The Robert Wood Johnson Foundation’s Approach
The Robert Wood Johnson Foundation (RWJF) is committed to building a Culture of Health that provides everyone in America a fair and just opportunity for health and well-being. Achieving this goal requires valuing and focusing on equity, diversity, and inclusion.
To that end, as described in our Guiding Principles and Equity, Diversity, and Inclusion Commitment, we are committed to fostering diverse perspectives and inclusive environments. We recognize that individuals’ perspectives are shaped by a host of factors, including their demographic identities and other personal and professional experiences. As an organization, we believe it is crucial that our discussions and actions are evidence-based and reflect an understanding of those individual factors that shape diverse perspectives. This desire was a driving force behind our efforts to develop and launch a comprehensive survey effort to collect demographic data from ourselves and those with whom we work.
Earlier this year, we launched this pilot survey internally with RWJF employees and Board of Trustee members and externally with the leadership of newly awarded grants and program contracts. We worked closely with the Center for Effective Philanthropy (CEP) to design and administer the survey.
While various organizations have historically collected demographic data, a scan of the field suggests that there is no one-size-fits-all approach across the philanthropic and nonprofit sectors. We are sharing our approach here with the hope of sparking additional conversations among our collaborators and peers, and of encouraging more transparency from other funders in our sector.
We benefited tremendously from peers and other nonprofit organizations who shared with us their approaches, considerations, and lessons learned from their own experiences. Their insights helped us develop five principles that informed our approach.
Principle 1: Survey respondents, whether internal or external to our organization, must be asked to report on the same set of demographic measures. We feel strongly that we cannot expect leadership of grants and program contracts to answer questions that we are not asking of ourselves.
Principle 2: Survey respondents must only be asked to report demographic data for themselves. Although we are interested in better understanding the demographic profiles of our grantees’ and program contractors’ organizations, we recognized that many of these organizations differed greatly in their approaches to demographic data collection, and in their capacity to collect this data if an approach does not exist. We decided to ask respondents only to self-report, so as to not contribute to unintentional actions that negatively impact diversity and inclusion efforts.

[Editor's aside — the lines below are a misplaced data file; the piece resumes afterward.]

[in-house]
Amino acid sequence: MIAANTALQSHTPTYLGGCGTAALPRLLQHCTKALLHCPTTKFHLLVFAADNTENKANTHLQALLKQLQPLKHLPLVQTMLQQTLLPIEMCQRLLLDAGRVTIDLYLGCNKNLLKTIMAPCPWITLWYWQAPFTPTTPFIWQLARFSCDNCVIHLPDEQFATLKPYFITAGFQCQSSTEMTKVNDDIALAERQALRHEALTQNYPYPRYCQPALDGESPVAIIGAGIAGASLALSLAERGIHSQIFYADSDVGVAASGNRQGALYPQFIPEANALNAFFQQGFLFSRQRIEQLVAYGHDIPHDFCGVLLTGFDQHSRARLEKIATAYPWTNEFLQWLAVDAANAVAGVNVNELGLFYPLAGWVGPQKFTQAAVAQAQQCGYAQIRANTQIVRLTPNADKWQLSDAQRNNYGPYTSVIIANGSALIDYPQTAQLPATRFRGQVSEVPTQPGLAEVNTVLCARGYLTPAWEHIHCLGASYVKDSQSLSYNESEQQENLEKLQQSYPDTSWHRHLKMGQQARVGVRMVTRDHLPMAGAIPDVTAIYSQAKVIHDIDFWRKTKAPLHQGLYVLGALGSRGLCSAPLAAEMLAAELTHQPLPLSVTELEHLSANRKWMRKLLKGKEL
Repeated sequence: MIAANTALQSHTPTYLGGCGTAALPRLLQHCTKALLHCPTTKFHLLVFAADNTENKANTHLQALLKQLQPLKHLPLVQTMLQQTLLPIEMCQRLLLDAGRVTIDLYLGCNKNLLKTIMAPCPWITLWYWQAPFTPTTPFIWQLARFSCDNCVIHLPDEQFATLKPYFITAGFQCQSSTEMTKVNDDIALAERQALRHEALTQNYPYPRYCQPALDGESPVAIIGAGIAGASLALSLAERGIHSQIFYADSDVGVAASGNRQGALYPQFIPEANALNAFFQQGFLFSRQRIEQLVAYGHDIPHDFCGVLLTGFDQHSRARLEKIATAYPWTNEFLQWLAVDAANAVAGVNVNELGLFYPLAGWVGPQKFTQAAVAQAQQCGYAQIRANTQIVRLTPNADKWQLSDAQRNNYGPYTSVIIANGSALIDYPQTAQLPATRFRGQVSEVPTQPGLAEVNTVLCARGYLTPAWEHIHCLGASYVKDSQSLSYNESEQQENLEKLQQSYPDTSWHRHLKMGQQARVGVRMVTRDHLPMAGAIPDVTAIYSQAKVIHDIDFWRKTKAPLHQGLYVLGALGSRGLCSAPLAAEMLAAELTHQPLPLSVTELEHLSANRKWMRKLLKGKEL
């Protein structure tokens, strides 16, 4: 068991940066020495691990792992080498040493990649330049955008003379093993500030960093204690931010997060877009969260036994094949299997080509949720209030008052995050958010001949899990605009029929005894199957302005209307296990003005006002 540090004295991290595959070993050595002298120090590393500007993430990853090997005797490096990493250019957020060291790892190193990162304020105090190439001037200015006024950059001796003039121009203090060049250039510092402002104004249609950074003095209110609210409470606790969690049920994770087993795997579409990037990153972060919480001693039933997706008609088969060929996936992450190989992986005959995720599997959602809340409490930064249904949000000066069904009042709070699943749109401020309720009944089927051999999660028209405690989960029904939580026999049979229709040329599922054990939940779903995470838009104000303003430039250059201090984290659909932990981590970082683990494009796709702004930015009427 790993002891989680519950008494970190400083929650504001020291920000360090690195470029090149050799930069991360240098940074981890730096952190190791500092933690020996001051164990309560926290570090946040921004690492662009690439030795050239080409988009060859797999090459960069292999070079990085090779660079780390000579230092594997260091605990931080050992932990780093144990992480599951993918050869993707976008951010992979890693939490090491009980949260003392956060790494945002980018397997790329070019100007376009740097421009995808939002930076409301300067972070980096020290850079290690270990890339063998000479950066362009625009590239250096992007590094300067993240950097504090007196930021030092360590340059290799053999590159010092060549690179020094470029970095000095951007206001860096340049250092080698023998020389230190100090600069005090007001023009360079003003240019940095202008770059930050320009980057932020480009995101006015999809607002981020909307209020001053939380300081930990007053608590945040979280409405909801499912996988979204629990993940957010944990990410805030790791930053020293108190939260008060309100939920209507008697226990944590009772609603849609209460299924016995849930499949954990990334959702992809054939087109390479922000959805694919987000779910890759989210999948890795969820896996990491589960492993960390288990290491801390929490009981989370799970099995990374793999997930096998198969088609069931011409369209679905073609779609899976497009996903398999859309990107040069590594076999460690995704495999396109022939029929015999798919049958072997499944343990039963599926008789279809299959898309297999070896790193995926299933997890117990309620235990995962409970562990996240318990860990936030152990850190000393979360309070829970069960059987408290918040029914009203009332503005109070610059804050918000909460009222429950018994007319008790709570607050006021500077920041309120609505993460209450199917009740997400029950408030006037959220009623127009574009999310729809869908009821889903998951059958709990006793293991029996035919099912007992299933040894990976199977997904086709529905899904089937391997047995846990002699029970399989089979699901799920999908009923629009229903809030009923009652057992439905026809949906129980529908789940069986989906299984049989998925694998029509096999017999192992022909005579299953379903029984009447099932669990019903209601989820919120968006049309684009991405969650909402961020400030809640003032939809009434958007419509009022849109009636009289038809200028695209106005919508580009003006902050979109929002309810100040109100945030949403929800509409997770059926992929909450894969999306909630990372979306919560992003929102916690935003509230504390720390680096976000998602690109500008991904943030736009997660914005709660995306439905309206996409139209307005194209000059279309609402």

Principle 3: Inclusivity of all identities is key across all demographic measures. Many existing reporting standards reflect overly narrow perspectives on diversity. For example, the binary response option of woman or man excludes other gender identities present in the U.S. population. Further, individuals may identify at differing levels of granularity for a specific demographic measure. For instance, an individual who broadly identifies as “Asian or Asian American” may prefer the more granular identity of “South Asian.”
Principle 4: Transparency is important, but sharing demographic data should be an anonymous, confidential, and voluntary process. Given the protected nature of certain demographic measures and lack of a standardized approach to demographic data collection, use, and dissemination, it is encouraged that such surveys be anonymous, confidential, and voluntary to protect survey respondents and ensure they are comfortable engaging in these efforts. We also believe that this demographic data in aggregate, once collected, must be shared transparently and publicly.
Principle 5: The storage and use of collected demographic data and any related dissemination efforts must be disclosed prior to surveying respondents. Respondents must be provided clarity about how their demographic data will be stored, used (particularly whether and how it might be leveraged in decision-making processes), and shared (both internally and externally). A third-party organization with survey expertise can help ensure these policies are adequately upheld.